If there is one cheater, he dies on the first night. If there are two, they die on night two. If three cheaters are present, they survive until night three.

So we come at last to the sixteenth day. Had there been exactly fifteen cheaters, the fifteenth night should have featured fifteen untimely deaths. In fact, though, nobody wakes up dead on this sixteenth morning. Sixteen unhappy women each see but fifteen very-much-alive cheating men, and each of those sixteen women reasons out that a sixteenth cheating man must be hidden from her view. Sixteen unhappy women begin quietly planning sixteen grisly murders.

On the sixteenth night, sixteen cheating men are killed. And the power of logic is how their wives found out.

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2 Responses to “Return to the Island of Women”
  1. G says:

    This solution probably is a better example of how assumptions can make an ass out of u and me. The premise of the solution quite simply doesn’t work. If there are 16 adulterers then on the first day all the women see either 15 or 16 adulterers, not 0 or 1, so having no one killed on the first day, or any subsequent days, doesn’t add any more information.

    • Anthony Ritz says:


      I want to apologize for the delay in posting your comment and in my reply. We’ve been getting a lot of spam, and your note was temporarily lost in the shuffle.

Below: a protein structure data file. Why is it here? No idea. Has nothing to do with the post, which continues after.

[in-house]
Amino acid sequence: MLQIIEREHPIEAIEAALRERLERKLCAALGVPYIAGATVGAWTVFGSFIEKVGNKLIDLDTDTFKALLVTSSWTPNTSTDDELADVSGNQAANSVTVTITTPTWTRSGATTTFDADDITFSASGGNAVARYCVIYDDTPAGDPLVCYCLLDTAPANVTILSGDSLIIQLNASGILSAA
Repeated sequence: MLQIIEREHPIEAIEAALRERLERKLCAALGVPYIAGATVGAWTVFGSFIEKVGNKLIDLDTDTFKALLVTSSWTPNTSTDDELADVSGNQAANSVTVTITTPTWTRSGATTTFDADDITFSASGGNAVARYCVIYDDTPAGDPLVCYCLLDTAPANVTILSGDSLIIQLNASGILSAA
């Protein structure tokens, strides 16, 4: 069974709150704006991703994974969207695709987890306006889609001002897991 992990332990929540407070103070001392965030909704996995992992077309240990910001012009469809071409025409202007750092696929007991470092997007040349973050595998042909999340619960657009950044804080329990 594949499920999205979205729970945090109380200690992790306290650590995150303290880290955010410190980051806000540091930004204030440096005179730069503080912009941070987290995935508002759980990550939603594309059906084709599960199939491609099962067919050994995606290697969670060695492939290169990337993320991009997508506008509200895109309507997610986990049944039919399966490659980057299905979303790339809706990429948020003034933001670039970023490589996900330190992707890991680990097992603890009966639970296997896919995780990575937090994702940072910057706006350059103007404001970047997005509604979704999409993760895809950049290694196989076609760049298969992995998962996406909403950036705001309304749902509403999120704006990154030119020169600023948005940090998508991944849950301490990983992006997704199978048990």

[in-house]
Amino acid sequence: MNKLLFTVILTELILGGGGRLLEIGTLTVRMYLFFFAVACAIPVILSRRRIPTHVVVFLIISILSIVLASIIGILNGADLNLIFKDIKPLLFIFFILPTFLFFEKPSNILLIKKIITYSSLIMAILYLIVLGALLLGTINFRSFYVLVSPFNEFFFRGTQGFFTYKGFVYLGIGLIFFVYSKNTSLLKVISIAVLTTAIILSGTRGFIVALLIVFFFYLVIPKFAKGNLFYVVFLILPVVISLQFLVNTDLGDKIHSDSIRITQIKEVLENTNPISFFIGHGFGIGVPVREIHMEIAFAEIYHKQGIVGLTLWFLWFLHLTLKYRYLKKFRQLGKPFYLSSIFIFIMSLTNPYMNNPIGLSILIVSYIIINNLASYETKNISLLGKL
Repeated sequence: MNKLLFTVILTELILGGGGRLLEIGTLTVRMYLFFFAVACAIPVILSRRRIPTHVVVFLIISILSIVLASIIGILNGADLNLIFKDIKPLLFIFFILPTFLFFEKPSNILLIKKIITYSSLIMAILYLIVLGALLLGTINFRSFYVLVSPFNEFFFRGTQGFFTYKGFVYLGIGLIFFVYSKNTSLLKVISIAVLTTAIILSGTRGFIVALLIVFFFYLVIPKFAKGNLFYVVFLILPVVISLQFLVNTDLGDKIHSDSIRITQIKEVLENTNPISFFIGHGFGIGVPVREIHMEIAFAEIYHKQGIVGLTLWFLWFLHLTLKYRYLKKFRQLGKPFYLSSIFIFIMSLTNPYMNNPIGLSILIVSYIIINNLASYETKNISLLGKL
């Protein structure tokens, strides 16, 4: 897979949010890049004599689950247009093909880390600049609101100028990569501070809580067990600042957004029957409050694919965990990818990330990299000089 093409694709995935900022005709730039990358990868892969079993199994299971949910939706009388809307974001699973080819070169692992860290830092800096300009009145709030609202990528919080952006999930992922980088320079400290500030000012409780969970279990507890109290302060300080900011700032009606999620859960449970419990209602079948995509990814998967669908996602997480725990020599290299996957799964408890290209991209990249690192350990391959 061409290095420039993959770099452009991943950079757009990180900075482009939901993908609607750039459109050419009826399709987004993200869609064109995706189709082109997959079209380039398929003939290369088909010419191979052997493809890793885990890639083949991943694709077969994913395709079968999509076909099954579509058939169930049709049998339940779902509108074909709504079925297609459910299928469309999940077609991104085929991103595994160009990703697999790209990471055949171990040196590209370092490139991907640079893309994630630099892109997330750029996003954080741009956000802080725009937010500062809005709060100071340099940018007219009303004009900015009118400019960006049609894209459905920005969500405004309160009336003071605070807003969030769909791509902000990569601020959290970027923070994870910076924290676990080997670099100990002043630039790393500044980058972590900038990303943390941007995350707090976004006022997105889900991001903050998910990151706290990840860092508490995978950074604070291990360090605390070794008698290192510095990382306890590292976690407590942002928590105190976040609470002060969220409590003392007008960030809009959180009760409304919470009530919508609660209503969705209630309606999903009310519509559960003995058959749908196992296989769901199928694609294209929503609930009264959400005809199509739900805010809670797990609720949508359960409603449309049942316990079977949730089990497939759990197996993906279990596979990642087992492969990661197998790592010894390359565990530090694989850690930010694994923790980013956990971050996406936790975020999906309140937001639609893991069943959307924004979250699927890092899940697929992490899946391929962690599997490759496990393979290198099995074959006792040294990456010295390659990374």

Now, on to your comments:

      Harsh tone aside, you’re exactly right that the women don’t see 0 or 1 adulterers on day 1. However, you’re wrong about the implications of that fact and about the ultimate validity of the solution.

      The information that the women gain on each subsequent day is the simple fact that no men have been killed (and this is why the women must all look upon all of the men of the island every day). Each day this tells the women something new. On the second day, the fact that no men were killed tells all of the women that there wasn’t exactly one cheating man (as a solitary cheating man would have been killed on the first night). On the third day, the women learn that there weren’t exactly two cheating men (as each wife would have seen only one cheating man, but would have known there must be more than one after the lack of murder on the prior night). And so forth.

      In our case, there are truly 16 cheating men. Each wife of a cheater sees 15 cheating men. And each such wife therefore *expects* those men to die on the 15th night. When those cheaters survive night 15, the only possible explanation is that there were more than 15 cheaters. There were 16. And the 16th must be that woman’s husband.

      The idea here is to extrapolate from the case of 1 cheater — NOT to claim that there is truly only one such man. We’re just trying small cases to see a pattern. Again, imagine being the wife of a cheater in the “two cheaters” case. Imagine seeing only one cheating man. Imagine what you would think when that one man didn’t die after night one. What would you have learned? Now try it again with three cheating men. What if one of those three is your husband? What would you see? What would you expect to happen based on the “two cheaters” case? Two dead men after night two, right? But now imagine what you would learn when the two cheaters you could see lived through night two. And so forth.

      I hope some of this helps. Inductive reasoning is difficult, and this puzzle is very hard, but I assure you the solution works. I’m happy to discuss it further if you’d like.

      –Anthony Ritz